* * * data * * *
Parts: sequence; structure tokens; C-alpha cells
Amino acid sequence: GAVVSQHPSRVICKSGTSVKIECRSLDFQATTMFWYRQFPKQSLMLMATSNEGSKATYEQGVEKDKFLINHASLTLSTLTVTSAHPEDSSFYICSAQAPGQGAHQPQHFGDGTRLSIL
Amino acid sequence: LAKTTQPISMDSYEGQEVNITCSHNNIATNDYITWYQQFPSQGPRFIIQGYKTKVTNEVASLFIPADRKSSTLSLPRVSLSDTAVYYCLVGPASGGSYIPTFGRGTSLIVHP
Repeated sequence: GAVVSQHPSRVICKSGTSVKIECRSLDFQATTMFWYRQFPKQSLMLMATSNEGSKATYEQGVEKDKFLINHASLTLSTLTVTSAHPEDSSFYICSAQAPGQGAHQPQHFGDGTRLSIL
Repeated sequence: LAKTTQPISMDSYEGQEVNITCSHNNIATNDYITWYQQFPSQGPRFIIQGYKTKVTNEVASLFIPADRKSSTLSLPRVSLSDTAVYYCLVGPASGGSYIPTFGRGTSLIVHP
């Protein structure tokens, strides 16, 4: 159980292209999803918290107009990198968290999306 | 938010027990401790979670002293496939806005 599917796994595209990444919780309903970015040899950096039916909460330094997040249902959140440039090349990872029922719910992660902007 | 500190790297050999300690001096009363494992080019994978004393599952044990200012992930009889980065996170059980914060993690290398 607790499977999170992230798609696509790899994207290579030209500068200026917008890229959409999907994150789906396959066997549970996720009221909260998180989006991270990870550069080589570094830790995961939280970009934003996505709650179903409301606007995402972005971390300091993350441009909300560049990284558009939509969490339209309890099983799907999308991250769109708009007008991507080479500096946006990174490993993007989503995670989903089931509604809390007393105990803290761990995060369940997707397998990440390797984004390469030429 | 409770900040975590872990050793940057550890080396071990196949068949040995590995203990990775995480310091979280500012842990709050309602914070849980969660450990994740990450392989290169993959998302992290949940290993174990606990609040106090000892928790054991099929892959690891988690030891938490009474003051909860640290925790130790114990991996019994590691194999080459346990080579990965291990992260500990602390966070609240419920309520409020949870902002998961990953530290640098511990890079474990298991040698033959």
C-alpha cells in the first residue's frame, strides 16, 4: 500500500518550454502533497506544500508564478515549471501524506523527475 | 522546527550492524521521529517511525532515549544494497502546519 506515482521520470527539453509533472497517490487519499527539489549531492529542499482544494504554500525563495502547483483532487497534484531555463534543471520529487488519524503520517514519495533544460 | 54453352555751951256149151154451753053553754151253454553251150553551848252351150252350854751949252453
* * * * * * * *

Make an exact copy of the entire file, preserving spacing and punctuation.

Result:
Parts: sequence; structure tokens; C-alpha cells
Amino acid sequence: GAVVSQHPSRVICKSGTSVKIECRSLDFQATTMFWYRQFPKQSLMLMATSNEGSKATYEQGVEKDKFLINHASLTLSTLTVTSAHPEDSSFYICSAQAPGQGAHQPQHFGDGTRLSIL
Amino acid sequence: LAKTTQPISMDSYEGQEVNITCSHNNIATNDYITWYQQFPSQGPRFIIQGYKTKVTNEVASLFIPADRKSSTLSLPRVSLSDTAVYYCLVGPASGGSYIPTFGRGTSLIVHP
Repeated sequence: GAVVSQHPSRVICKSGTSVKIECRSLDFQATTMFWYRQFPKQSLMLMATSNEGSKATYEQGVEKDKFLINHASLTLSTLTVTSAHPEDSSFYICSAQAPGQGAHQPQHFGDGTRLSIL
Repeated sequence: LAKTTQPISMDSYEGQEVNITCSHNNIATNDYITWYQQFPSQGPRFIIQGYKTKVTNEVASLFIPADRKSSTLSLPRVSLSDTAVYYCLVGPASGGSYIPTFGRGTSLIVHP
């Protein structure tokens, strides 16, 4: 159980292209999803918290107009990198968290999306 | 938010027990401790979670002293496939806005 599917796994595209990444919780309903970015040899950096039916909460330094997040249902959140440039090349990872029922719910992660902007 | 500190790297050999300690001096009363494992080019994978004393599952044990200012992930009889980065996170059980914060993690290398 607790499977999170992230798609696509790899994207290579030209500068200026917008890229959409999907994150789906396959066997549970996720009221909260998180989006991270990870550069080589570094830790995961939280970009934003996505709650179903409301606007995402972005971390300091993350441009909300560049990284558009939509969490339209309890099983799907999308991250769109708009007008991507080479500096946006990174490993993007989503995670989903089931509604809390007393105990803290761990995060369940997707397998990440390797984004390469030429 | 409770900040975590872990050793940057550890080396071990196949068949040995590995203990990775995480310091979280500012842990709050309602914070849980969660450990994740990450392989290169993959998302992290949940290993174990606990609040106090000892928790054991099929892959690891988690030891938490009474003051909860640290925790130790114990991996019994590691194999080459346990080579990965291990992260500990602390966070609240419920309520409020949870902002998961990953530290640098511990890079474990298991040698033959």
C-alpha cells in the first residue's frame, strides 16, 4: 500500500518550454502533497506544500508564478515549471501524506523527475 | 522546527550492524521521529517511525532515549544494497502546519 506515482521520470527539453509533472497517490487519499527539489549531492529542499482544494504554500525563495502547483483532487497534484531555463534543471520529487488519524503520517514519495533544460 | 54453352555751951256149151154451753053553754151253454553251150553551848252351150252350854751949252453